Choosing Running Shoes That Are Right for You

April 28, 2019

Running shoes
Jonathan Thompson

Although there are tons of different gadgets and accessories commonly marketed to runners, the running shoe is still their primary tool. Unfortunately, many runners are confused about exactly how to choose running shoes. Thankfully, the running shoe guide below has been compiled to guide you through this potentially daunting process.

Why It Matters

Before directly discussing how to choose a running shoe, it's important that you understand why it matters so much.

While you're out for a run, your feet endure an incredible amount of punishment. Each minute, you take about 180 steps, with each one placing impact forces equal to about 3 times your body weight on your feet. Your running shoes act as armor against that ordeal.

But there are also other factors to consider — as will be covered below in this running shoe guide. You may have issues maintaining a safe and healthy stride pattern, or there may be other concerns about your joints. In these cases, your running shoes have to provide both protection and correction.

It's also important to consider the entire kinetic chain in this discussion. The fact is that the stress on your feet ripples up and impacts your knees, hips, back, shoulders and neck, as well. So, if your running shoes are not doing their jobs correctly, all of these connected joints can suffer stress and pain. In the long term, this can lean to potentially significant injury.

With all that said, it's time to cover the primary factors that will affect your running shoe choices.

How You Run

As mentioned above, different runners exhibit slightly different movement patterns, which will all need to be considered when shopping for a shoe. To help clarify what you need, then, it's important to have a stride analysis performed. Generally this can be done at running specialty stores, but many runners opt for a more DIY style by simply wetting their feet and looking at the shape of the footprints left behind. Still, others will examine the wear pattern on an old pair of shoes.

Either way, here are the main things you're going to look for.

  • Overpronation: This pattern is demonstrated by increased wear along the inside edge of your shoe. Essentially, this portion of your foot is hitting the ground first and dealing with the majority of the stress. Over time, overpronation can cause knee pain and other joint problems.
  • Underpronation: Also called supination, this motion is made evident by wear patterns on the outside edges. With this pattern, your feet are not sufficiently absorbing the impact of your steps.
  • Neutral: In contrast to the above patterns, a neutral pronation means that the ball of your foot and a small portion of your heel show the most signs of wear. This is a safe and efficient way to run.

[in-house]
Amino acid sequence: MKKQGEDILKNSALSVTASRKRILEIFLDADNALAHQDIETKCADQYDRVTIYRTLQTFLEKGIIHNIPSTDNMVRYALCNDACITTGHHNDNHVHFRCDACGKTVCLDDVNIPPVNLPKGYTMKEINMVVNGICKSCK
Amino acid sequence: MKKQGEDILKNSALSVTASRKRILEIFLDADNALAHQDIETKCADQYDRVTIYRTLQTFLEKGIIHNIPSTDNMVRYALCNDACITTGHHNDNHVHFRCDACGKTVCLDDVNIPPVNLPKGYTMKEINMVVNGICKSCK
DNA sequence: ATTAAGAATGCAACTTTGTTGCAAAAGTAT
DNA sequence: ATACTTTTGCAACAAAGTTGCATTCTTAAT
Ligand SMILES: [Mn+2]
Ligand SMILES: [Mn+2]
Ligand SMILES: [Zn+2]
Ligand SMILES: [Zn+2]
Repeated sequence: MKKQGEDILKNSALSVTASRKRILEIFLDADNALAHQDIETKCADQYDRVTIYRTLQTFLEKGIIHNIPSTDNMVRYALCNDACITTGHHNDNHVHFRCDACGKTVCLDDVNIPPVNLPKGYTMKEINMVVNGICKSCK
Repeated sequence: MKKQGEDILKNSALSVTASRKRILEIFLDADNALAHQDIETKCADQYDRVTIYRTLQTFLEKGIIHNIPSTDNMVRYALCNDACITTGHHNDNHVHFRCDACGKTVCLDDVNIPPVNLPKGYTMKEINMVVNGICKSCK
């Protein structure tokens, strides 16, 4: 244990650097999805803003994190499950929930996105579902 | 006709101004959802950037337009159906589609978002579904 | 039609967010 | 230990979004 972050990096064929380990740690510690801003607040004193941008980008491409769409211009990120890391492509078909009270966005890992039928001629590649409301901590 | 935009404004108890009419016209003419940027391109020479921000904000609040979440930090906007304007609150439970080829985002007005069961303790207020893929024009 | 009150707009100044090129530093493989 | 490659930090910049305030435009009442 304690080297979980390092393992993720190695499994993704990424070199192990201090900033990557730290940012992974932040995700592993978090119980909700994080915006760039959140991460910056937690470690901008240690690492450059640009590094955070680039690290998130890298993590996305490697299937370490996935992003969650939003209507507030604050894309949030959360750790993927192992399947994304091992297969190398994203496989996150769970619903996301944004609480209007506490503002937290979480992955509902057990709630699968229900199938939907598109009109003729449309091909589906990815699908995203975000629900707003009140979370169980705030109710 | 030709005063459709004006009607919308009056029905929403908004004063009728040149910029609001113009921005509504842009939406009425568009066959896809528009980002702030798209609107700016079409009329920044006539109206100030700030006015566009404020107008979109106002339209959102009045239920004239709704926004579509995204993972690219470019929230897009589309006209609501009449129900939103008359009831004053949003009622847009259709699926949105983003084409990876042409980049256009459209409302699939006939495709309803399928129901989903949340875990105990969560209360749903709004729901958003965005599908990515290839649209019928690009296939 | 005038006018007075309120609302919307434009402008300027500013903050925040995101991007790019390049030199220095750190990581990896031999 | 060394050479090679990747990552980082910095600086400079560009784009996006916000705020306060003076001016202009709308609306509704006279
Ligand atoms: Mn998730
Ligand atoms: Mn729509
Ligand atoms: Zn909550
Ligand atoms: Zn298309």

Where You Run

Once you have a good understanding of the mechanics of your individual movement pattern, you also need to think about the conditions that you might experience when you run.

Hard surfaces, like concrete, will require a little more padding than you might otherwise need. Running on unpaved areas or trails, however, will subject your feet and ankles to uneven surfaces and frequent changes — which means that ankle support is a must.

You'll also want a fabric that works for your environment. Whether you live in a hot or cold area will have a powerful influence on what sort of materials you look for. It's often recommended — especially for those who run off-road frequently — to consider waterproof fabrics.

The tread pattern on the sole of a shoe is also important. You'll need something that provides a considerable amount of grip. Remember, though, that more grip will also mean more weight and less flexibility in the shoe.

Putting It All Together

What impact does all of this have on how to choose running shoes?

Start with your strike pattern. Overpronators will want to look for stability or motion control shoes. These are designed to compensate for the increased amount of roll in your ankles and retrain the joint. Realize, though, that this usually calls for some added materials which will make the shoes larger and heavier so try to get only as much support as you need.

Because underpronation limits your body's own shock-absorption system, these runners will need well-cushioned, flexible shoes. Again, these features will add to the overall mass of your shoes.

Because these concerns will determine much about the size, shape and build of your shoes, they must be considered first. From there, you can start to experiment with different materials. A good running shoe should be comfortable, allow you to maintain a neutral foot strike and meet the needs of your terrain.

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